Overall, in the Auckland Region, 106 schools stated that they had RE programmes in 2012 and 99 stated that they would be having it in 2013, with 7 more still to decide at the time of the survey – hardly a big swing against these RE programmes!
“If God opens the door, no-one can shut it.” Revelation 3 v. 8.
I have appreciated hearing from those supporting Christian religious education (CRE) in schools. We hear so much news of children and teens being bullied so brutally that they consider taking their own life (and too often do). Do people in our communities realise the benefits of CRE in schools? Teaching the next generation to respect and love others, to be honest and to treat others as they would want to be treated must improve attitudes, and hopefully, the wider society. The advantage of having CRE available brings hope for the future and it’s time to encourage the continuation of this good work not demolish it.
Christian Religious Education in State schools.
I don’t really see what all the fuss is about. Although I believe that every child should be given the opportunity to learn the basics of the Christian faith, and thus be better equipped to make up their own mind about it when they are older, their parents have the right to withdraw their children from the “Bible” programme if they wish.
The important question for me is “Do these programmes actually make a difference in the lives of the children?”
Do they make a difference – Morally?
By teaching students about the importance of such virtues as respect, integrity, honesty, tolerance, discipline, acceptance, forgiveness etc. it is hoped to help develop a safe and friendly environment in which the students will be more likely to develop good habits and be better equipped to make better life choices.
Over many years of teaching these classes, I have received hundreds of letters and cards from students (Plus a few from parents and secular teachers as well) which indicate that the answer is a definate “YES.”
Do they make a difference – Spiritually?
Although the purpose of taking these programmes is not to share the Gospel, they do often lead to a development of an interest in spiritual realities. Again, my Blog shows many comments I have received from children that indicate that they are developing spiritually.
Do they make a difference – Academically?
By teaching students such virtues as listed above, these “Values” programmes are designed to encourage pupils to make good life choices and to help maintain a safe and friendly school environment in which students thrive.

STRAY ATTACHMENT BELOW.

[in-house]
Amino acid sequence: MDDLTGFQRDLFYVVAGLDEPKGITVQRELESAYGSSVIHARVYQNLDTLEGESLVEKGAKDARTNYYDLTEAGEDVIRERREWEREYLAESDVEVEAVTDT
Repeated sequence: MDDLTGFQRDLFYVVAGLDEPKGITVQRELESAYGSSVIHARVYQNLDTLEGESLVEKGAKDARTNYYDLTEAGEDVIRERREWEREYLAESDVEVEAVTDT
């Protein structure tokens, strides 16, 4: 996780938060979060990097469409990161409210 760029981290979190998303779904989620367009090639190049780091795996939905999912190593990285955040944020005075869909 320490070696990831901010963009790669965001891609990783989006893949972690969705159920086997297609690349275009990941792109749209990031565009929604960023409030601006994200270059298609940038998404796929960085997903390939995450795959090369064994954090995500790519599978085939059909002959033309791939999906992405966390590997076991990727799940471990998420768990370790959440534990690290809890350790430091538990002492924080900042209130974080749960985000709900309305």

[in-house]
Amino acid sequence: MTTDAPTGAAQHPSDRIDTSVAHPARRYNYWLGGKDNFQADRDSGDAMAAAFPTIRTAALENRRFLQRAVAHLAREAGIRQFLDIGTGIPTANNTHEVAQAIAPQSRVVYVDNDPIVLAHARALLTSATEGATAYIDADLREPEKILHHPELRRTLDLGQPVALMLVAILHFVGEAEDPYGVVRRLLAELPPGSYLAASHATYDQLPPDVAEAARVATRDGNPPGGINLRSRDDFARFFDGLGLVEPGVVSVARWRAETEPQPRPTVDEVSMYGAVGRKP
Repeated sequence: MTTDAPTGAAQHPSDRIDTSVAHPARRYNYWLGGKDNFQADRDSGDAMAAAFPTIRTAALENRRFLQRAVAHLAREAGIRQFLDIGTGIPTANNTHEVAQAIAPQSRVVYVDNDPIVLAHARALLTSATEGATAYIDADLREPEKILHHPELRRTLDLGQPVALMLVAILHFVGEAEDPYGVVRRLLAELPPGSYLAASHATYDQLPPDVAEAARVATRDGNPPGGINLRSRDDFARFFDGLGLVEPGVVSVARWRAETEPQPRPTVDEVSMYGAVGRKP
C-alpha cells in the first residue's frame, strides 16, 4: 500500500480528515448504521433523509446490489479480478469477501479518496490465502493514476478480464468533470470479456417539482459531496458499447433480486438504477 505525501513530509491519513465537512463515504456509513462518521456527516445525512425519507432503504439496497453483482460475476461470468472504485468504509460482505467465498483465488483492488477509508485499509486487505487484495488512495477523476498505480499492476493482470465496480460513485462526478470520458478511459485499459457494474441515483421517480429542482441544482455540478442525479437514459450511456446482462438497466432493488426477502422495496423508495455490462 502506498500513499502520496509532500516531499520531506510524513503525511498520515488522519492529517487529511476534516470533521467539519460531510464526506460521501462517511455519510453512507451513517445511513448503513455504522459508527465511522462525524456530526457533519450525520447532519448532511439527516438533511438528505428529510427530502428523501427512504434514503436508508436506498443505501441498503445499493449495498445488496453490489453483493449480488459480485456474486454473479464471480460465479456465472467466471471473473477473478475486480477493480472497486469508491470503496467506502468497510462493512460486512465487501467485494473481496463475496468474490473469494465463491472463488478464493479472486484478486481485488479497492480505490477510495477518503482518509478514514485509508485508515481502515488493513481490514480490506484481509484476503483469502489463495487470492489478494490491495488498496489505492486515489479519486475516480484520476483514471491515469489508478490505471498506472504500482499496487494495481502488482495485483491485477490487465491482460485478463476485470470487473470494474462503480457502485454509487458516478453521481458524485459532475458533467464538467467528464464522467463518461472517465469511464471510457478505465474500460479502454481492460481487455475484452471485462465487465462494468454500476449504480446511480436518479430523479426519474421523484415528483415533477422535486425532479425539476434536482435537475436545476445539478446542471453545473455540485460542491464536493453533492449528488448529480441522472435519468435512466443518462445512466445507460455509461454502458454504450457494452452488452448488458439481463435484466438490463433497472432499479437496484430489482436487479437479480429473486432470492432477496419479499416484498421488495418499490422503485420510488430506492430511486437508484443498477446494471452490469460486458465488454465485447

As well as making a difference to the moral standards of the students these “values” programmes would also be expected to result in them becoming more disciplined and conscientious towards their school work. Do such programmes, therefore, actually make a difference in students academic achievements?
The above question has been impossible to answer until recently. However, with the publication of the National Standards results for NZ schools, it is now possible to answer this for the core subjects of Reading, Writing and Mathematics.
I have compared the academic achievements of pupils in sixty three primary schools in the South Auckland area (representing the achievements of about 20,000 pupils), thirty eight of which run a CRE programme and twenty five of which do not. The percentage of students achieving the National standard level or better for the “CRE” group was 69.9%, compared with 63.2% for the “non CRE” group. The average Decile numbers (an indication of how affluent an area each school is located in) for the two groups were similar, and thus couldn’t account for the significant difference in achievements between the “CRE” and “non-CRE” schools.
The evidence appears to show that a weekly 30 minute Christian religious education programme is likely to to make a positive difference to children both morally and academically.
The Nelson system introduced to our NZ free, secular & compulsory state school system’s a unique opportunity to allow the basis of all that is good and derived from God & the Saviour to be comprehended by children to inform them and encourage them about how important Christianity has been to the development of our NZ society. We do need to comprehend what that opportunity means. It is unique – its not for just any other religion but for the one that has been at the cornerstone of our free, democratic systems, producing everything from loving families producing well meaning, God fearing children to equality etc etc. It is due to our history & the uniqueness of Christianity’s role from missionaries & others that helped form NZ, almost like part of our founding documents the opportunity has been given & should not be lost. Ian